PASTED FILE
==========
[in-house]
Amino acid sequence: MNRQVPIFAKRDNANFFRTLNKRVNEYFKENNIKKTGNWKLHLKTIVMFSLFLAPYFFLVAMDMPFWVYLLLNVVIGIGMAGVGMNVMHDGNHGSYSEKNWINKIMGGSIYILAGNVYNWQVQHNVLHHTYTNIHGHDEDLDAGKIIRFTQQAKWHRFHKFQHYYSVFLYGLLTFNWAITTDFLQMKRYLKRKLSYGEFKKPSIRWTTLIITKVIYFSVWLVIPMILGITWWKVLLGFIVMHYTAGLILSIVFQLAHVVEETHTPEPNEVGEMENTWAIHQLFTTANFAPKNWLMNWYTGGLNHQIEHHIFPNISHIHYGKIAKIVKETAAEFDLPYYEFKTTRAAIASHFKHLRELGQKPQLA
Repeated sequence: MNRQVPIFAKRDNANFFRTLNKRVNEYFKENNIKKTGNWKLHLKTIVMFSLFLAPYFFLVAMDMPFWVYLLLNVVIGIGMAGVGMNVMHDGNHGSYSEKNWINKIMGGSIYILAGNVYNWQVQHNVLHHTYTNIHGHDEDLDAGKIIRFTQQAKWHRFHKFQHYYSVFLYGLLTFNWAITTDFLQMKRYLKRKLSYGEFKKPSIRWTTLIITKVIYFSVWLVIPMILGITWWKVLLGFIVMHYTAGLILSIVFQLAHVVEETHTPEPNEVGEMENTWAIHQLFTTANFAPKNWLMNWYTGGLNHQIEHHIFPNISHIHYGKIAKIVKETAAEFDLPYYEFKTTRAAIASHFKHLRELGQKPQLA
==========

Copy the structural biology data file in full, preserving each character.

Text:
[in-house]
Amino acid sequence: MNRQVPIFAKRDNANFFRTLNKRVNEYFKENNIKKTGNWKLHLKTIVMFSLFLAPYFFLVAMDMPFWVYLLLNVVIGIGMAGVGMNVMHDGNHGSYSEKNWINKIMGGSIYILAGNVYNWQVQHNVLHHTYTNIHGHDEDLDAGKIIRFTQQAKWHRFHKFQHYYSVFLYGLLTFNWAITTDFLQMKRYLKRKLSYGEFKKPSIRWTTLIITKVIYFSVWLVIPMILGITWWKVLLGFIVMHYTAGLILSIVFQLAHVVEETHTPEPNEVGEMENTWAIHQLFTTANFAPKNWLMNWYTGGLNHQIEHHIFPNISHIHYGKIAKIVKETAAEFDLPYYEFKTTRAAIASHFKHLRELGQKPQLA
Repeated sequence: MNRQVPIFAKRDNANFFRTLNKRVNEYFKENNIKKTGNWKLHLKTIVMFSLFLAPYFFLVAMDMPFWVYLLLNVVIGIGMAGVGMNVMHDGNHGSYSEKNWINKIMGGSIYILAGNVYNWQVQHNVLHHTYTNIHGHDEDLDAGKIIRFTQQAKWHRFHKFQHYYSVFLYGLLTFNWAITTDFLQMKRYLKRKLSYGEFKKPSIRWTTLIITKVIYFSVWLVIPMILGITWWKVLLGFIVMHYTAGLILSIVFQLAHVVEETHTPEPNEVGEMENTWAIHQLFTTANFAPKNWLMNWYTGGLNHQIEHHIFPNISHIHYGKIAKIVKETAAEFDLPYYEFKTTRAAIASHFKHLRELGQKPQLA